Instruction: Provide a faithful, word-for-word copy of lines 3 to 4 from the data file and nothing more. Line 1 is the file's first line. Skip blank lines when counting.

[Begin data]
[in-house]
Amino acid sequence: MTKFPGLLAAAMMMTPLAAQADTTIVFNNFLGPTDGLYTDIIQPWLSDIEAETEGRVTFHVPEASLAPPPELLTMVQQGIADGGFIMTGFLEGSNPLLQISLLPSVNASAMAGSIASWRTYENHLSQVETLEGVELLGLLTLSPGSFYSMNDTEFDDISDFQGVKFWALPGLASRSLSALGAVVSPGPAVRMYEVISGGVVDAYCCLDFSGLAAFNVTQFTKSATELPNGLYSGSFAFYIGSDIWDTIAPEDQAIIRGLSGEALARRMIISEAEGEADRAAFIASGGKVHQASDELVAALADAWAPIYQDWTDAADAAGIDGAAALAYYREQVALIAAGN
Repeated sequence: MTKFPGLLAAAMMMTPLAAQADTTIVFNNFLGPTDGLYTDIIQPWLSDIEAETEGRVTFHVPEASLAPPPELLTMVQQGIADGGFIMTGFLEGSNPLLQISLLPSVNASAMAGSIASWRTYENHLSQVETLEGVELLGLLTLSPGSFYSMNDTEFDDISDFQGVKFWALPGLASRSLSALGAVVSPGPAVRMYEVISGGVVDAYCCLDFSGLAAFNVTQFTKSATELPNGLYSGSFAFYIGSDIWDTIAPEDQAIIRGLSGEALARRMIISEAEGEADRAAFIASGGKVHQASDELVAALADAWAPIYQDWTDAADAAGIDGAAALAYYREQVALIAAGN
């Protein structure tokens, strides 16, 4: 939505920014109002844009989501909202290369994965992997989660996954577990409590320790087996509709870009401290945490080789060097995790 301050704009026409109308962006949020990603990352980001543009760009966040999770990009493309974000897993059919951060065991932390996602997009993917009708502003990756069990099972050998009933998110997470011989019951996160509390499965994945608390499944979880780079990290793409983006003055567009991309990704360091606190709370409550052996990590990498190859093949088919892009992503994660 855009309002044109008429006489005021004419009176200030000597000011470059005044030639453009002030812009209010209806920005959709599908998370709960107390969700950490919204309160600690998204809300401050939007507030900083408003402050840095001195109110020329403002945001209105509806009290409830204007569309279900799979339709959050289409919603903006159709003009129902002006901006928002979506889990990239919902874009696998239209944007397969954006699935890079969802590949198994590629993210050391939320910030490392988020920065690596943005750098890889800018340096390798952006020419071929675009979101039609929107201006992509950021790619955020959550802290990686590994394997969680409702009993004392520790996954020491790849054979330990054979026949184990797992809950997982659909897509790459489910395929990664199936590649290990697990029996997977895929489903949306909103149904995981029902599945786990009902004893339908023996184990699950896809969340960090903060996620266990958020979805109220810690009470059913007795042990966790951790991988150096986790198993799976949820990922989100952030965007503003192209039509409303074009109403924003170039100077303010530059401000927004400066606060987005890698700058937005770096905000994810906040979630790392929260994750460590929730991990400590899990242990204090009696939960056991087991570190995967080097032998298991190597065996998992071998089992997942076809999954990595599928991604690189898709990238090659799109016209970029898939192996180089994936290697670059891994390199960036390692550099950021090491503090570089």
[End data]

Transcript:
Repeated sequence: MTKFPGLLAAAMMMTPLAAQADTTIVFNNFLGPTDGLYTDIIQPWLSDIEAETEGRVTFHVPEASLAPPPELLTMVQQGIADGGFIMTGFLEGSNPLLQISLLPSVNASAMAGSIASWRTYENHLSQVETLEGVELLGLLTLSPGSFYSMNDTEFDDISDFQGVKFWALPGLASRSLSALGAVVSPGPAVRMYEVISGGVVDAYCCLDFSGLAAFNVTQFTKSATELPNGLYSGSFAFYIGSDIWDTIAPEDQAIIRGLSGEALARRMIISEAEGEADRAAFIASGGKVHQASDELVAALADAWAPIYQDWTDAADAAGIDGAAALAYYREQVALIAAGN
């Protein structure tokens, strides 16, 4: 939505920014109002844009989501909202290369994965992997989660996954577990409590320790087996509709870009401290945490080789060097995790 301050704009026409109308962006949020990603990352980001543009760009966040999770990009493309974000897993059919951060065991932390996602997009993917009708502003990756069990099972050998009933998110997470011989019951996160509390499965994945608390499944979880780079990290793409983006003055567009991309990704360091606190709370409550052996990590990498190859093949088919892009992503994660 855009309002044109008429006489005021004419009176200030000597000011470059005044030639453009002030812009209010209806920005959709599908998370709960107390969700950490919204309160600690998204809300401050939007507030900083408003402050840095001195109110020329403002945001209105509806009290409830204007569309279900799979339709959050289409919603903006159709003009129902002006901006928002979506889990990239919902874009696998239209944007397969954006699935890079969802590949198994590629993210050391939320910030490392988020920065690596943005750098890889800018340096390798952006020419071929675009979101039609929107201006992509950021790619955020959550802290990686590994394997969680409702009993004392520790996954020491790849054979330990054979026949184990797992809950997982659909897509790459489910395929990664199936590649290990697990029996997977895929489903949306909103149904995981029902599945786990009902004893339908023996184990699950896809969340960090903060996620266990958020979805109220810690009470059913007795042990966790951790991988150096986790198993799976949820990922989100952030965007503003192209039509409303074009109403924003170039100077303010530059401000927004400066606060987005890698700058937005770096905000994810906040979630790392929260994750460590929730991990400590899990242990204090009696939960056991087991570190995967080097032998298991190597065996998992071998089992997942076809999954990595599928991604690189898709990238090659799109016209970029898939192996180089994936290697670059891994390199960036390692550099950021090491503090570089």